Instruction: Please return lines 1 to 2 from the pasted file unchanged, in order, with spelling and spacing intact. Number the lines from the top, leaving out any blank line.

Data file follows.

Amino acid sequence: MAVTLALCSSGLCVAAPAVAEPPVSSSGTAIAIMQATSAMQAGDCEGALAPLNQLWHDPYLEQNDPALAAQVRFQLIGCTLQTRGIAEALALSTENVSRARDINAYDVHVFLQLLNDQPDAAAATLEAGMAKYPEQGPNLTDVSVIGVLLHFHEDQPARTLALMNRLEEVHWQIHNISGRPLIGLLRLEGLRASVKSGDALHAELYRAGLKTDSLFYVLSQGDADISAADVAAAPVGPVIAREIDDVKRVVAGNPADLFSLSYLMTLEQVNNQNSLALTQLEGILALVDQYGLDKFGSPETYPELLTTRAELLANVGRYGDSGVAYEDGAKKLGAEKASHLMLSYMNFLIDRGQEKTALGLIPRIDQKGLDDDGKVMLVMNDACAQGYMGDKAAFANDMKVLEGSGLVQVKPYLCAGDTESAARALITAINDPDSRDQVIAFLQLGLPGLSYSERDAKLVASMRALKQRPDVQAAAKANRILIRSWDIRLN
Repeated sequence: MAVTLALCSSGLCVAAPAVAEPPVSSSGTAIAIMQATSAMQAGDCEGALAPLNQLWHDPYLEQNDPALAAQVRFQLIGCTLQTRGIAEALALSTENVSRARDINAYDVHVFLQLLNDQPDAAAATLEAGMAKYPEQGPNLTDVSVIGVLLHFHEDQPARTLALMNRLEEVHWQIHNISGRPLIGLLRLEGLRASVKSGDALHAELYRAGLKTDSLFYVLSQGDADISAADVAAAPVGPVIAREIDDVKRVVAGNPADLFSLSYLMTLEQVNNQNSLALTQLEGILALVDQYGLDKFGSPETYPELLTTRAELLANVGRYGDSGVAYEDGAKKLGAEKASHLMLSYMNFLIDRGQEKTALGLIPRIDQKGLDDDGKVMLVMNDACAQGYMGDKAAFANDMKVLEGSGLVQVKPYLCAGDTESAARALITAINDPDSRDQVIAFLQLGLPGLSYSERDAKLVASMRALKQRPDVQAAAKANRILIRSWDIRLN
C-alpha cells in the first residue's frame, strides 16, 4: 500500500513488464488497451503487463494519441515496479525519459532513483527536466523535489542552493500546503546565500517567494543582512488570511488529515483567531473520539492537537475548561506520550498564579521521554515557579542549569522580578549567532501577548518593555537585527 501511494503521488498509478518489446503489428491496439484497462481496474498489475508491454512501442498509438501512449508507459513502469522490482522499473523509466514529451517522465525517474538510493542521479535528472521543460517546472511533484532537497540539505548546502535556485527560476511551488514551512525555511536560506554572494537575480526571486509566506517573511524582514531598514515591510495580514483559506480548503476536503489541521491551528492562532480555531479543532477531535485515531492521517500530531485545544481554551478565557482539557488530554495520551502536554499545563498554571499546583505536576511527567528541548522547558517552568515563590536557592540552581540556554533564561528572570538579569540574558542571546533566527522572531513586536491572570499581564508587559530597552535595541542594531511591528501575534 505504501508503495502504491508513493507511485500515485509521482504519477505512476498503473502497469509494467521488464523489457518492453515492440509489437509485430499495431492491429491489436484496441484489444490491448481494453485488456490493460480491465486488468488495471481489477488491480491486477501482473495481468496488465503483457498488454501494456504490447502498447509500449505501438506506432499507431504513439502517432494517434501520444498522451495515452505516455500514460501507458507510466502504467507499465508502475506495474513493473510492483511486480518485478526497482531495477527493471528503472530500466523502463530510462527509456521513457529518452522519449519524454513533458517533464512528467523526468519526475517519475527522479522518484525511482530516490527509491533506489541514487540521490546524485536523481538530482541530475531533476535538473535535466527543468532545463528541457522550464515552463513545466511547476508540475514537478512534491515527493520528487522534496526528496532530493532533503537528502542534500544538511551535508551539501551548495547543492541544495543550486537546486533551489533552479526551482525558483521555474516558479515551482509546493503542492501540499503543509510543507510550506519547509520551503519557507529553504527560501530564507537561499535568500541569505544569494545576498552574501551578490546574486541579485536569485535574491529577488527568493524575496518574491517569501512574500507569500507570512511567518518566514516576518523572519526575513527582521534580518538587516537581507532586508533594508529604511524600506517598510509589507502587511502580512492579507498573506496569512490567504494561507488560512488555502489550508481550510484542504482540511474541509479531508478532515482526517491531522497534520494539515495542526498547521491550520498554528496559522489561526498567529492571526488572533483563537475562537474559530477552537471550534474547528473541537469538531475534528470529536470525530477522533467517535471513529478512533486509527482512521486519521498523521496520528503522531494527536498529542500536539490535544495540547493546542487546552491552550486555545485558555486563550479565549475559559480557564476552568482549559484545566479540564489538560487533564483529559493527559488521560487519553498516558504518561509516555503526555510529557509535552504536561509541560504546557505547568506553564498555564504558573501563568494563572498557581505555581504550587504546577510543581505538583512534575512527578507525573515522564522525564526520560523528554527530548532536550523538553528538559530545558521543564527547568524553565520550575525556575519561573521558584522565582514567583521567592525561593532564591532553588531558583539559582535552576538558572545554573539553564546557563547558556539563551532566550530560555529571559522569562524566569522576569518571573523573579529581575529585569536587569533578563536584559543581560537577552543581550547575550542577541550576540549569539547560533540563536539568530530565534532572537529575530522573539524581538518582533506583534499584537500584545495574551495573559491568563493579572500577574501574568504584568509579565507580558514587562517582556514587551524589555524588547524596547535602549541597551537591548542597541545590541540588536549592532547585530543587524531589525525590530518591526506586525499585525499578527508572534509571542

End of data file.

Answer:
Amino acid sequence: MAVTLALCSSGLCVAAPAVAEPPVSSSGTAIAIMQATSAMQAGDCEGALAPLNQLWHDPYLEQNDPALAAQVRFQLIGCTLQTRGIAEALALSTENVSRARDINAYDVHVFLQLLNDQPDAAAATLEAGMAKYPEQGPNLTDVSVIGVLLHFHEDQPARTLALMNRLEEVHWQIHNISGRPLIGLLRLEGLRASVKSGDALHAELYRAGLKTDSLFYVLSQGDADISAADVAAAPVGPVIAREIDDVKRVVAGNPADLFSLSYLMTLEQVNNQNSLALTQLEGILALVDQYGLDKFGSPETYPELLTTRAELLANVGRYGDSGVAYEDGAKKLGAEKASHLMLSYMNFLIDRGQEKTALGLIPRIDQKGLDDDGKVMLVMNDACAQGYMGDKAAFANDMKVLEGSGLVQVKPYLCAGDTESAARALITAINDPDSRDQVIAFLQLGLPGLSYSERDAKLVASMRALKQRPDVQAAAKANRILIRSWDIRLN
Repeated sequence: MAVTLALCSSGLCVAAPAVAEPPVSSSGTAIAIMQATSAMQAGDCEGALAPLNQLWHDPYLEQNDPALAAQVRFQLIGCTLQTRGIAEALALSTENVSRARDINAYDVHVFLQLLNDQPDAAAATLEAGMAKYPEQGPNLTDVSVIGVLLHFHEDQPARTLALMNRLEEVHWQIHNISGRPLIGLLRLEGLRASVKSGDALHAELYRAGLKTDSLFYVLSQGDADISAADVAAAPVGPVIAREIDDVKRVVAGNPADLFSLSYLMTLEQVNNQNSLALTQLEGILALVDQYGLDKFGSPETYPELLTTRAELLANVGRYGDSGVAYEDGAKKLGAEKASHLMLSYMNFLIDRGQEKTALGLIPRIDQKGLDDDGKVMLVMNDACAQGYMGDKAAFANDMKVLEGSGLVQVKPYLCAGDTESAARALITAINDPDSRDQVIAFLQLGLPGLSYSERDAKLVASMRALKQRPDVQAAAKANRILIRSWDIRLN